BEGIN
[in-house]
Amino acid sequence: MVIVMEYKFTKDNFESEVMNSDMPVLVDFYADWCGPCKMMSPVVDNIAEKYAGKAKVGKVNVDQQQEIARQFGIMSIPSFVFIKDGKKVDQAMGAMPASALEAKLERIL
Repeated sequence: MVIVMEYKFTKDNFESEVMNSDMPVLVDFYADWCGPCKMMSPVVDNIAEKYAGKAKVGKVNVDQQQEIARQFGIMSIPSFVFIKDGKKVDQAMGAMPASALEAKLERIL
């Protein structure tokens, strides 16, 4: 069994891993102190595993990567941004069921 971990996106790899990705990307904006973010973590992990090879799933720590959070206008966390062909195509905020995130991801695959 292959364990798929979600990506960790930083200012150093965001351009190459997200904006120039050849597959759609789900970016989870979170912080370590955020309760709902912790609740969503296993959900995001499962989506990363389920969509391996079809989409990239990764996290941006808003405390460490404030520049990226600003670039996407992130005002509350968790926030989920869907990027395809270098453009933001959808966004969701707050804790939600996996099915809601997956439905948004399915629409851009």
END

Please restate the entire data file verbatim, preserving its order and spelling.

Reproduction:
[in-house]
Amino acid sequence: MVIVMEYKFTKDNFESEVMNSDMPVLVDFYADWCGPCKMMSPVVDNIAEKYAGKAKVGKVNVDQQQEIARQFGIMSIPSFVFIKDGKKVDQAMGAMPASALEAKLERIL
Repeated sequence: MVIVMEYKFTKDNFESEVMNSDMPVLVDFYADWCGPCKMMSPVVDNIAEKYAGKAKVGKVNVDQQQEIARQFGIMSIPSFVFIKDGKKVDQAMGAMPASALEAKLERIL
């Protein structure tokens, strides 16, 4: 069994891993102190595993990567941004069921 971990996106790899990705990307904006973010973590992990090879799933720590959070206008966390062909195509905020995130991801695959 292959364990798929979600990506960790930083200012150093965001351009190459997200904006120039050849597959759609789900970016989870979170912080370590955020309760709902912790609740969503296993959900995001499962989506990363389920969509391996079809989409990239990764996290941006808003405390460490404030520049990226600003670039996407992130005002509350968790926030989920869907990027395809270098453009933001959808966004969701707050804790939600996996099915809601997956439905948004399915629409851009």